Community Health Centers and Their Patients Take a Big Hit in Medicaid Opt-Out States, Report Says

About 1.1 million community health center patients living in states that forgo Medicaid expansions will go without health insurance, according to a new report. (Image: The George Washington University/RCHN Community Health Foundation)

About 1.1 million community health center patients living in states that forgo Medicaid expansions will go without health insurance, according to a new report. (Image: The George Washington University/RCHN Community Health Foundation)

An estimated 1.1 million people who use community health centers for their medical needs will go without health insurance because they live in 1 of the 24 states without current plans to expand their Medicaid programs under the Affordable Care Act (ACA), according to a new report.

The analysis is based on information from the 2012 Uniform Data System, which tracks patient demographics, services provided, clinical indicators, utilization rates, revenue, costs, and quality performance in community health centers supported by the US Health Resources and Services Administration and other public and nonprofit organizations.

In 2012, community health centers served 20.7 million patients in 8000 medically underserved areas, according to the report from the Geiger Gibson/RCHN Community Health Foundation Research Collaborative at George Washington University in Washington, DC. Of the 7.5 million patients who were uninsured, 3.2 million lived in states that have opted out of the Medicaid expansion.

The new report indicates that about 5.2 million uninsured community health center patients would have been eligible for Medicaid or subsidized coverage if the Medicaid expansion was available nationwide. But 2.3 million of the patients live in opt-out states. Among them, 1.2 million would qualify for subsidies and 1.1 million would be eligible for Medicaid.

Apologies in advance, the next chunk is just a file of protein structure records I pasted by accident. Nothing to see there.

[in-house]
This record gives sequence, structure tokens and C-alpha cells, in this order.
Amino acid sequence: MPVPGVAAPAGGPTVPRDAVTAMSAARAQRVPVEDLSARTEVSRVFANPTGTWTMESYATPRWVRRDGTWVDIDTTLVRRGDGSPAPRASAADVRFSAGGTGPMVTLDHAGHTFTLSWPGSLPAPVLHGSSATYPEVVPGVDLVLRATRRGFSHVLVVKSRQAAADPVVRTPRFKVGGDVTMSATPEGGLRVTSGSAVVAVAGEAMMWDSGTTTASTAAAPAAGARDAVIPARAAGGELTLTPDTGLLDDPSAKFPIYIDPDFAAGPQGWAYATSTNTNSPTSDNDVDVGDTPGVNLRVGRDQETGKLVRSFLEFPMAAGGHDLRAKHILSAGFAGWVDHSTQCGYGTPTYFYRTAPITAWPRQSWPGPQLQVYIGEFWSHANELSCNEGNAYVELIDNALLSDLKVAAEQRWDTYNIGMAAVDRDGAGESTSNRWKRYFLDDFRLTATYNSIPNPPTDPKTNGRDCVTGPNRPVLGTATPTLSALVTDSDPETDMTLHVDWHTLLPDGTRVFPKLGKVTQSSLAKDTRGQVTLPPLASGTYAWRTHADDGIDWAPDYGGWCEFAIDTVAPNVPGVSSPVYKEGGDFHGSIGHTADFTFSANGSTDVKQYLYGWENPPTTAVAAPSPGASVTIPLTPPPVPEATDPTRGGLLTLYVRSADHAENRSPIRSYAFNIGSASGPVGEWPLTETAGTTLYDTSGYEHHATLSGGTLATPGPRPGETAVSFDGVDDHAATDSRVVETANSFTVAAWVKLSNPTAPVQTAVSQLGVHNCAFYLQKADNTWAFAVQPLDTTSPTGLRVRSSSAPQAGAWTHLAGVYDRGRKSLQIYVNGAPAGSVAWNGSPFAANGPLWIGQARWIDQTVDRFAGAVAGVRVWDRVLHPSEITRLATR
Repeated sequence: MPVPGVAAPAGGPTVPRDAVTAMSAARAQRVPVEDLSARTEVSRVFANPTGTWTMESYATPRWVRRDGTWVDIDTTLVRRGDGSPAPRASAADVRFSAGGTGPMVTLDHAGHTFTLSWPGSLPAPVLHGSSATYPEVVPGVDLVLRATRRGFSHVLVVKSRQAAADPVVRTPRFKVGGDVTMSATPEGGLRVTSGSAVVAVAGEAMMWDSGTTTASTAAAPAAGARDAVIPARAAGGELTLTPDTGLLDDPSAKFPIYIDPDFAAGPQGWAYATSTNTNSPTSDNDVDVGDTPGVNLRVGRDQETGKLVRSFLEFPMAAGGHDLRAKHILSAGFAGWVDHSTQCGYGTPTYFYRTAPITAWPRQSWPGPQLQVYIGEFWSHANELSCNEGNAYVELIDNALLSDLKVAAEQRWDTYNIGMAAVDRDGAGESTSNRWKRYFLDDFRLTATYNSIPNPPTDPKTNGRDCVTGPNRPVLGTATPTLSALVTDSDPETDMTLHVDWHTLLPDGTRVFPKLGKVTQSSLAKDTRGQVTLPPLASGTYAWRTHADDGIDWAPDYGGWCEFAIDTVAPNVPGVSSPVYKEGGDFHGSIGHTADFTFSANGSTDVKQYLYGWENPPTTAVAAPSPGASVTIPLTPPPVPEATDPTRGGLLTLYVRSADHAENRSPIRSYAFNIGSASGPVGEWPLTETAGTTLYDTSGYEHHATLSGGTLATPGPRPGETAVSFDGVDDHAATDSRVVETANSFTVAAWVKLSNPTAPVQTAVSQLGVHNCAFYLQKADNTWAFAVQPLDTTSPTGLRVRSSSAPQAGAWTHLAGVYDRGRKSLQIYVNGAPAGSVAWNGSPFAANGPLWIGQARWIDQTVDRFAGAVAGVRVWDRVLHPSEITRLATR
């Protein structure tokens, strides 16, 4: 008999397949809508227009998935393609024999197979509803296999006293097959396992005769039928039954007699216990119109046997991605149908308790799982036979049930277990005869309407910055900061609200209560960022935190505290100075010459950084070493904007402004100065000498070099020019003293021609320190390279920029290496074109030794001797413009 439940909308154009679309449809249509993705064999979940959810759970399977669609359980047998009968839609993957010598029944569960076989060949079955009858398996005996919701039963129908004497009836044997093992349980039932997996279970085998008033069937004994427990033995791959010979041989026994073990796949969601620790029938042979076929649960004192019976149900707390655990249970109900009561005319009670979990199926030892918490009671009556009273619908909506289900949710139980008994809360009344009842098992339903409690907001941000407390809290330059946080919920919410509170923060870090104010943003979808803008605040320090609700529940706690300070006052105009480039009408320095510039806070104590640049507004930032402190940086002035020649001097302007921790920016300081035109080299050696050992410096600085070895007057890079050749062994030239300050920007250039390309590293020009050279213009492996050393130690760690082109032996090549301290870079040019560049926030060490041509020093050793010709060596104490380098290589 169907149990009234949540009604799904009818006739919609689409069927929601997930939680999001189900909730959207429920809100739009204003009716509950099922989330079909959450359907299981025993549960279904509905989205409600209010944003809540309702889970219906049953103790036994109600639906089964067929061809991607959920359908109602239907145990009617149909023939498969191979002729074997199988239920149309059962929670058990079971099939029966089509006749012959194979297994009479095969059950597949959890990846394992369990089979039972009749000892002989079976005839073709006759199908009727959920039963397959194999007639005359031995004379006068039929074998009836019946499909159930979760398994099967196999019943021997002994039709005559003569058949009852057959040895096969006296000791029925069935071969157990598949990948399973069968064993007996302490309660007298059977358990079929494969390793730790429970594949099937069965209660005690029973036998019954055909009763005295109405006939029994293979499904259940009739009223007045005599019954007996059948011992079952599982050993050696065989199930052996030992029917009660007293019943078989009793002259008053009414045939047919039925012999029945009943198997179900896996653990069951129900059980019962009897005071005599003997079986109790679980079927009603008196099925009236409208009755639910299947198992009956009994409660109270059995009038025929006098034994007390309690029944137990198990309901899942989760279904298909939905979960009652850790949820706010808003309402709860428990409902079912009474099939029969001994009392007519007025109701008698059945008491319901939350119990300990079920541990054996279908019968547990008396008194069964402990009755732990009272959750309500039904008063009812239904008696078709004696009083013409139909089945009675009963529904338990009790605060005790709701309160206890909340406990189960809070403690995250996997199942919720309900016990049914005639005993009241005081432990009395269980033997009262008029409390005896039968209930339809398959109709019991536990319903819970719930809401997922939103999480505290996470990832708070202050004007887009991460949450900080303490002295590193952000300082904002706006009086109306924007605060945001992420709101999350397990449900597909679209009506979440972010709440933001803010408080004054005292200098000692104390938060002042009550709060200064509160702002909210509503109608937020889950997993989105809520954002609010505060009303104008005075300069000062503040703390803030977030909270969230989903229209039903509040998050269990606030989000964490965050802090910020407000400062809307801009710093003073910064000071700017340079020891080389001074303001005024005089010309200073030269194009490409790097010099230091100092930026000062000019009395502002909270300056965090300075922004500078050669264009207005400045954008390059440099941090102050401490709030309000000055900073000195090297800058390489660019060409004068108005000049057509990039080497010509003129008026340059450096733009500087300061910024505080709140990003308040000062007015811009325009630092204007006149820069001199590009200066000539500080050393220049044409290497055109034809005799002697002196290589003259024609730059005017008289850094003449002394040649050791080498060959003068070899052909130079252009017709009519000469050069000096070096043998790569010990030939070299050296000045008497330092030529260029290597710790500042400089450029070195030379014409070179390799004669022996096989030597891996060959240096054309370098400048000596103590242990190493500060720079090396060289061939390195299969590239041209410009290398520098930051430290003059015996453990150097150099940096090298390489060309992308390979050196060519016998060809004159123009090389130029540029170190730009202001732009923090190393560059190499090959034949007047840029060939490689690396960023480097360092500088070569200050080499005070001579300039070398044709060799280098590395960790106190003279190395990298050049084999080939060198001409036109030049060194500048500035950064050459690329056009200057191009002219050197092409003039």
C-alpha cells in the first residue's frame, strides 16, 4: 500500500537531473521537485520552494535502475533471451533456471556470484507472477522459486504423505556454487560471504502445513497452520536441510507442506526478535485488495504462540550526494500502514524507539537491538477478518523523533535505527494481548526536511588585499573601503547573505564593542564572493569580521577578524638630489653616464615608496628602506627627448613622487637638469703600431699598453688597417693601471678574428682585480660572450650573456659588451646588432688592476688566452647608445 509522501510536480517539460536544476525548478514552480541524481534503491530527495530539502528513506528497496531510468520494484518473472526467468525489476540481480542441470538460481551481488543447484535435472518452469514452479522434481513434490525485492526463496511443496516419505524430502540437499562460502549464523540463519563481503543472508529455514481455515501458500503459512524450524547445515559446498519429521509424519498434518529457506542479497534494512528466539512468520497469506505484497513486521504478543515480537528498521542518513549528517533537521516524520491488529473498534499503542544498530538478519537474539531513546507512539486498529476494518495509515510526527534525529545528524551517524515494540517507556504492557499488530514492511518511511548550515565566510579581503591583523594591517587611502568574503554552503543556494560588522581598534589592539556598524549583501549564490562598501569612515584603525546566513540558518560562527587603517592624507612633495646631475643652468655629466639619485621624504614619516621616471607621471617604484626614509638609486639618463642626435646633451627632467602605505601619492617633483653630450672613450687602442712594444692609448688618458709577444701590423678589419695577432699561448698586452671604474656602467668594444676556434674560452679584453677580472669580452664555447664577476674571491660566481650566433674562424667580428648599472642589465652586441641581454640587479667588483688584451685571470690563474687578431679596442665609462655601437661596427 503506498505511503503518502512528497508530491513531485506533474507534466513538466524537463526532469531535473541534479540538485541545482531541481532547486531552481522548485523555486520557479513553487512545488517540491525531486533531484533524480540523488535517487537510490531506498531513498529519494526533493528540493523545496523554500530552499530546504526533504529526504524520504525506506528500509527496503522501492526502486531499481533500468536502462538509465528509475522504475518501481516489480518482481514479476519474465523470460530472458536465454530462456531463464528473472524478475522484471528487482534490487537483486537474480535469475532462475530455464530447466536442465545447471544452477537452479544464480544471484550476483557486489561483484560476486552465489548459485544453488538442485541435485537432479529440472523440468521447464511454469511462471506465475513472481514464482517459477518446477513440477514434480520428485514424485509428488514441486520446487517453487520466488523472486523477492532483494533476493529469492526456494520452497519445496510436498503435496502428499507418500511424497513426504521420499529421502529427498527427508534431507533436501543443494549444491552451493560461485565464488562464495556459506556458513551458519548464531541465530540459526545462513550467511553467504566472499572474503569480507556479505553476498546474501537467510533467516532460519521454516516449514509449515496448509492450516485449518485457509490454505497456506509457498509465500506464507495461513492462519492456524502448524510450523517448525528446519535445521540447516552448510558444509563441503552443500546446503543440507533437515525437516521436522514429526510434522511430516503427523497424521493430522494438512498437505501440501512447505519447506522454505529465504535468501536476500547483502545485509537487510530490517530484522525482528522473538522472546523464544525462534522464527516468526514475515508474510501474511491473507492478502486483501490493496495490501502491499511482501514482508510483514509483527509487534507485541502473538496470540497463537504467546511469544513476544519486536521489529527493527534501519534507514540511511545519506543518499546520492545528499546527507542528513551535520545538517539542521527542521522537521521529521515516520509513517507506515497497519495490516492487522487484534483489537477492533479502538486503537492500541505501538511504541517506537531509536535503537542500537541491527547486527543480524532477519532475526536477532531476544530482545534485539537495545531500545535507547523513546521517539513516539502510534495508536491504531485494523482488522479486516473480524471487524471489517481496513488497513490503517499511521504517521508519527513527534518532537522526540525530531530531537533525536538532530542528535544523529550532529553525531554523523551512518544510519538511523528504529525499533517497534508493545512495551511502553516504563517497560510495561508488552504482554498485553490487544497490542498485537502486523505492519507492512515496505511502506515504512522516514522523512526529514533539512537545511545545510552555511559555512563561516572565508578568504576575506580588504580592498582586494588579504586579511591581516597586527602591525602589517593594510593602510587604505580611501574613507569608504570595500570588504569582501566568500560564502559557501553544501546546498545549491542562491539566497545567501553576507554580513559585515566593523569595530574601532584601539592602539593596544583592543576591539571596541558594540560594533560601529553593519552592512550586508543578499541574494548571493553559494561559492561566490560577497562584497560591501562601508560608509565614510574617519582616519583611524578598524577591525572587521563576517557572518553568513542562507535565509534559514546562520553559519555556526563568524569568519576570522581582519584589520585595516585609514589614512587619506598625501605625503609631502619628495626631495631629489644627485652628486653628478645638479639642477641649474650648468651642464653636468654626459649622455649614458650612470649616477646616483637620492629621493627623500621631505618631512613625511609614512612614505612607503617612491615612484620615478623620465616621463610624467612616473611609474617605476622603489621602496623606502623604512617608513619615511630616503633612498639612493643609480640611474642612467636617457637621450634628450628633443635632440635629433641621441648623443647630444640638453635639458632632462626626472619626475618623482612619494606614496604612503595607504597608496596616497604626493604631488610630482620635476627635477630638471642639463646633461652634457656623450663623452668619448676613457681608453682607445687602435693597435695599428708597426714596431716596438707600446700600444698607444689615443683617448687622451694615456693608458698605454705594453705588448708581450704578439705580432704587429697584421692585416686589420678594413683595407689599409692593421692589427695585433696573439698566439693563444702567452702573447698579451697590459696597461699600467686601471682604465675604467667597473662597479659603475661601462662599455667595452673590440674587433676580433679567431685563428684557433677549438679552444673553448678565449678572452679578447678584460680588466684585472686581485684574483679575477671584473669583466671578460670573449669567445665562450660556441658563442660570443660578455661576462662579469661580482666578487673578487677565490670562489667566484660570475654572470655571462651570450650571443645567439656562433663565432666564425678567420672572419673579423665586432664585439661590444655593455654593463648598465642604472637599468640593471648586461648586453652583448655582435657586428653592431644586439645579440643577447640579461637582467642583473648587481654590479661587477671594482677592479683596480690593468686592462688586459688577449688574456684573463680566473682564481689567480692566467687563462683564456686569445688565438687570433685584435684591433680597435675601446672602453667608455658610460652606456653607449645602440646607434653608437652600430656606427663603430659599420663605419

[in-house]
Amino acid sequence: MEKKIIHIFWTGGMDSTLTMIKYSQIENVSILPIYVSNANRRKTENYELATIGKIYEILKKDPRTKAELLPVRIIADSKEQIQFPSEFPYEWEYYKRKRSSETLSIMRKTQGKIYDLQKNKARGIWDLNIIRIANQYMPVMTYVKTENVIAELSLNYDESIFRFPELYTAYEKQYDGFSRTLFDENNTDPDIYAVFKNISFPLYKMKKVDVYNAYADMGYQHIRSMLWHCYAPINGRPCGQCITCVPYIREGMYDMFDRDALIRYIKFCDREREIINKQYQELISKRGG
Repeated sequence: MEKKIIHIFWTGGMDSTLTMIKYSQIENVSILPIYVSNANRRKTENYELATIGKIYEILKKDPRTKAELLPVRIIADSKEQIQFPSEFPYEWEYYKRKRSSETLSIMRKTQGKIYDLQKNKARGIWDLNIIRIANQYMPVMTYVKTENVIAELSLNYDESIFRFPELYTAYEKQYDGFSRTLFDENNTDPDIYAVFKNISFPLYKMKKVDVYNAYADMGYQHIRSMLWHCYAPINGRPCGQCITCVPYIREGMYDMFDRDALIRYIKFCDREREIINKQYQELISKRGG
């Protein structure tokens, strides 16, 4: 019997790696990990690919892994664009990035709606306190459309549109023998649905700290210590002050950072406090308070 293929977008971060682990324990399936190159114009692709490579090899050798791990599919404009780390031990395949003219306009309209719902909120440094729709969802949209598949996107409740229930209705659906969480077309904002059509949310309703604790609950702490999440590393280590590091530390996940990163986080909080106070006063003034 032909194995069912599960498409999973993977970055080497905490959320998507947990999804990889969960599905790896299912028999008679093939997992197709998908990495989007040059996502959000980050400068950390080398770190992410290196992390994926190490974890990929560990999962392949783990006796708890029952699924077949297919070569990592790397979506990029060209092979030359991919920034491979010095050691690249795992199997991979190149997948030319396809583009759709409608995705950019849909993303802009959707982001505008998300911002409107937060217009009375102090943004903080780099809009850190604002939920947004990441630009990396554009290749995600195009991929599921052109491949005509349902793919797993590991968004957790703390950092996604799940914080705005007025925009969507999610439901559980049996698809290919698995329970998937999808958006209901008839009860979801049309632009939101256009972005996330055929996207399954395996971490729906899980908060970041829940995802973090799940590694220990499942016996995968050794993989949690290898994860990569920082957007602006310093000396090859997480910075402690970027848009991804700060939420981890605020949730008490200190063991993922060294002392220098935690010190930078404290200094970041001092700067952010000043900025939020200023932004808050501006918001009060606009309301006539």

But because they live in opt-out states, those 1.1 million patients fall into the coverage gap between traditional Medicaid eligibility and the lower income eligibility limit for premium subsidies in the state exchanges. Traditional Medicaid eligibility covers very low-income residents and usually excludes childless adults without disabilities; the lower eligibility limit for premium subsidies is 100% of the federal poverty level.

What’s more, the report also shows that community health centers in opt-out states likely will forgo $569 million in revenues they would have collected under expanded Medicaid programs. In contrast, community health centers in opt-in states are expected to generate about $2.1 billion in revenue from increased Medicaid payments.

Of the 1.1 million patients likely to remain uninsured, 71% live in 11 Southern opt-out states; 35% of the total are concentrated in 5 states: Alabama, Florida, Georgia, Louisiana, and Mississippi.

“Health center patients living in the South remain disproportionately affected by the failure to expand Medicaid,” Sara Rosenbaum, JD, of the Milken Institute School of Public Health at George Washington University, said in a statement. Poor, minority patients in opt-out states already face troubling health disparities, and the decision to reject the Medicaid expansion threatens to worsen those disparities, according to the report.

 



Categories: Caring for the Uninsured and Underinsured, Primary Care/Family Medicine, Public Health

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